Breast lumps or changes are a common health worry for most women.
Women may have many kinds of breast lumps and other
breast changes throughout their lives, including
changes that occur with menstrual periods, pregnancy, and aging. Most breast
lumps and breast changes are normal.
See a picture of the
Breast development is the first sign of puberty in young
girls. Usually, breasts begin as small, tender bumps under one or both nipples
that will get bigger over the next few years. It is not unusual for one breast
to be larger than the other or for one side to develop before the other. A girl
may worry that a lump under the nipple is abnormal or a sign of a serious
medical problem when it is a part of normal breast development.
Common, noncancerous (benign) breast changes
Many women with breast pain or breast
lumps worry about breast cancer.
The earlier breast cancer is detected,
the more easily and successfully it can be treated.
There are two
common methods of early detection:
Breast self-examination (BSE) involves checking your
breasts for lumps or changes while standing and lying in different positions
and while looking at your breasts in a mirror. Once you know what your breasts
normally look and feel like, any new lump or change in appearance should be
evaluated by a doctor. Most breast problems or changes are not caused by
cancer. But BSE should not be used in place of clinical breast examination
and mammography. Studies have not shown that BSE alone reduces the number of
deaths from breast cancer.
cancer is often seen on a
mammogram before there are any symptoms. The most
common symptom of breast cancer is a painless lump. But sometimes painful
lumps are cancerous. Other symptoms of breast cancer include:
men, enlargement of male breast tissue (gynecomastia) is a
noncancerous breast change. Breast buds are common in teenage boys during puberty. The buds may last up to 2 years, but they tend to go away within the first year. Breast buds develop because of rapid
changes in hormone levels.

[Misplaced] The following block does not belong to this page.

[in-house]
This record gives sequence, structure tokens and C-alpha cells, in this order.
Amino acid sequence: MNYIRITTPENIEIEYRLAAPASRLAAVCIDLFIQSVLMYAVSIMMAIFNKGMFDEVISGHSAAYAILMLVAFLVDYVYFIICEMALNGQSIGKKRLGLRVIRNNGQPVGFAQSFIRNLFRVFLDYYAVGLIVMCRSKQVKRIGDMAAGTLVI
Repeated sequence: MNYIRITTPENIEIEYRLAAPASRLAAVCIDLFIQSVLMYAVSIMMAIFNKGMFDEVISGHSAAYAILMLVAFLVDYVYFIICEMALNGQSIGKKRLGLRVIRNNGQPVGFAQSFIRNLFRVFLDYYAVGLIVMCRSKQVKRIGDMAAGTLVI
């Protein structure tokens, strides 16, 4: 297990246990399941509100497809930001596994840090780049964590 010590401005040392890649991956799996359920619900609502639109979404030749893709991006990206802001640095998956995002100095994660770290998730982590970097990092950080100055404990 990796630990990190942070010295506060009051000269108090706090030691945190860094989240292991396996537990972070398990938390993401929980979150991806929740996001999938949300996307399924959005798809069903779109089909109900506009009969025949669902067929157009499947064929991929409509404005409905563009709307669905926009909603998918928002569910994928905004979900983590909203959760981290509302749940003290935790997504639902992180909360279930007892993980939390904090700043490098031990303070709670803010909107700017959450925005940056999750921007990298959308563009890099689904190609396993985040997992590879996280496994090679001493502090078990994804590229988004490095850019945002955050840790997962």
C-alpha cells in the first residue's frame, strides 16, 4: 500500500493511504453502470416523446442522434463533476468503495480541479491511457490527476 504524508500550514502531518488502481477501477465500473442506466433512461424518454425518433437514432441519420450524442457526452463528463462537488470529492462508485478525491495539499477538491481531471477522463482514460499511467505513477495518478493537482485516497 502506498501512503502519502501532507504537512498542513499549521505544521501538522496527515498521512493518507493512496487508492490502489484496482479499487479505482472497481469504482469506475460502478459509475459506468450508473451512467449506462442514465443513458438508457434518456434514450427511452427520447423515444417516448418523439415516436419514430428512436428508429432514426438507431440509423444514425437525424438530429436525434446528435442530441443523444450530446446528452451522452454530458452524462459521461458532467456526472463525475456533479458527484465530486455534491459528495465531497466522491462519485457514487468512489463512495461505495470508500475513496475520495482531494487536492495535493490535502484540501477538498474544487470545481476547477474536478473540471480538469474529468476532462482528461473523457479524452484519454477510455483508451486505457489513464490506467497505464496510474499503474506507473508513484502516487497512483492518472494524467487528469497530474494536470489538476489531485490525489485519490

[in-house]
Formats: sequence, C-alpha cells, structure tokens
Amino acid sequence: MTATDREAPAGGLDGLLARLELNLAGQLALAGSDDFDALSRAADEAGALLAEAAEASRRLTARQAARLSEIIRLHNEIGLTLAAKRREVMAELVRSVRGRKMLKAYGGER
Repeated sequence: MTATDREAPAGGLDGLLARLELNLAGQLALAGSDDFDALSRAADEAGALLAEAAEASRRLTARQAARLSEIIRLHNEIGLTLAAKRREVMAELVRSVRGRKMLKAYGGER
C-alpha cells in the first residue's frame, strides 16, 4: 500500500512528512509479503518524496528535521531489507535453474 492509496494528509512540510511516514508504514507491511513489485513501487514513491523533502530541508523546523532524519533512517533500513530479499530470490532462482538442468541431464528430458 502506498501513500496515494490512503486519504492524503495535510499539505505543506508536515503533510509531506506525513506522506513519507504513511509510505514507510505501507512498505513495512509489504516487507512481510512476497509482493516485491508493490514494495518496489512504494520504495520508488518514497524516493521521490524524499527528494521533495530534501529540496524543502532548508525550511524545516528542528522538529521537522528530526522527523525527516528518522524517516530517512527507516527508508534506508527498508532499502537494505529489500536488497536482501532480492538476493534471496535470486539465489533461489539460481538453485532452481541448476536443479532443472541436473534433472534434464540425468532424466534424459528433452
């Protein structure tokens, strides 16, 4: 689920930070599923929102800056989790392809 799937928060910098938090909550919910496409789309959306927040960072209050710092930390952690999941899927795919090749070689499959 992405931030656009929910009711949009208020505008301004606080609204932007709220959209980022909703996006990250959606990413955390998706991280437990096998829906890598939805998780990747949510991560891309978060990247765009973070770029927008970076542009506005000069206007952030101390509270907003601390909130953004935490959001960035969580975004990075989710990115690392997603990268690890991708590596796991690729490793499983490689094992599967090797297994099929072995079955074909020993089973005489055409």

Treatment of a breast problem depends on the cause of the
Check your symptoms to decide if and when
you should see a doctor.
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Breast self-exams are a simple way
for you to learn what your breasts normally feel like. During a breast
self-exam, you examine your own breasts to look and feel for changes from one
month to the next. You will learn how your breasts feel and what is normal for
you so that you can spot any changes early. For more information about how to
do a breast self-exam, see the topic
If you have pain or a fever from a breast problem or injury, you can try nonprescription medicines for your symptoms.
Talk to your child’s doctor before switching back and
forth between doses of acetaminophen and ibuprofen. When you switch between two
medicines, there is a chance your child will get too much medicine.
Alternative medicines or supplements
may help relieve breast tenderness, discomfort, or pain (mastalgia). As with
all alternative medicines and supplements, be sure to follow the
directions on the label. Do not exceed the maximum recommended dose. If you are
or could be pregnant, talk with your doctor before taking any medicine or
Call your doctor if any of the following occur during home
To prevent breast tenderness, discomfort,
or pain (mastalgia), follow these tips:
To prevent nipple irritation during exercise:
To prepare for your appointment, see the topic Making the Most of Your Appointment.
You can help your
doctor diagnose and treat your condition by being prepared to answer the
CitationsGoyal A (2011). Breast pain, search date May 2010. BMJ Clinical Evidence. Available online: http://www.clinicalevidence.com.Other Works ConsultedAmerican Cancer Society (2009). Prevention and Early Detection: American Cancer Society Guidelines for the Early Detection of Cancer. Atlanta: American Cancer Society. Available online: http://www.cancer.org/docroot/PED/content/ped_2_3X_ACS_Cancer_Detection_Guidelines_36.asp.U.S. Preventive Services Task Force (2009). Screening for breast cancer. Available online: http://www.uspreventiveservicestaskforce.org/uspstf/uspsbrca.htm.
September 9, 2011
William H. Blahd, Jr., MD, FACEP - Emergency Medicine & H. Michael O'Connor, MD - Emergency Medicine
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